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3D map of Antarctic sea ice to shed light on climate change

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Underwater robot mapping sea ice. (Woods Hole Oceanographic Institution)Underwater robot mapping sea ice. (Woods Hole Oceanographic Institution)Scientists have now used an underwater robot to create 3D images of Antarctic sea ice.

Scientists previously used satellite data, holes drilled into the ice and visual observations to determine the thickness of sea ice in the Antarctic, but being able to also see sea ice from below with an underwater robot creates a fuller picture. A team consisting of researchers from the United States, the UK and Australia were able to achieve just that.

Collecting data in 2010 and 2012, the scientists used the Autonomous Underwater Vehicle named SeaBED at three locations in the Antarctic, and they were able to determine ice thickness in those areas. The robot is roughly 6.5 feet long and almost 450 lbs, and it uses sonar to map the ice, reports.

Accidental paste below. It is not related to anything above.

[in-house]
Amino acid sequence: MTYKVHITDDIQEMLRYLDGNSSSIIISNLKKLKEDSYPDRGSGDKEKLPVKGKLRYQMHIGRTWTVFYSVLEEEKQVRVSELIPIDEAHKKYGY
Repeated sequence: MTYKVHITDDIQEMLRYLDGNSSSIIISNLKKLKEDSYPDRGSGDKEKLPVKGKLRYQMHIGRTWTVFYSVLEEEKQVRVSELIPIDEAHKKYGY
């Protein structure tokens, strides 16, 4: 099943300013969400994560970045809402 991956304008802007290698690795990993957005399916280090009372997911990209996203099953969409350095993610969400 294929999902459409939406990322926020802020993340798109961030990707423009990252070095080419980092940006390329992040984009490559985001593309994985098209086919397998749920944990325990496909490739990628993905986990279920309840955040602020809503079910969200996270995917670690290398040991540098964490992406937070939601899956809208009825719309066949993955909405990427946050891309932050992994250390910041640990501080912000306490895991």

They found ice as thick as 55 feet in some areas. There is still a lot more sea ice to measure, but the researchers see this as an important step toward achieving that. Measuring sea ice is important to understanding the changing climate.

"What this effort does is show that observations from AUVs under the ice are possible and there is a very rich data set that you can get from them," said Ted Maksym, a Woods Hole Oceanographic Institute scientist and a co-author of the paper. "This work is an important step toward making the kinds of routine measurements we need in order to really monitor and understand what's happening with the ice and the large scale changes that are occurring."

November 27 2014, 19:02

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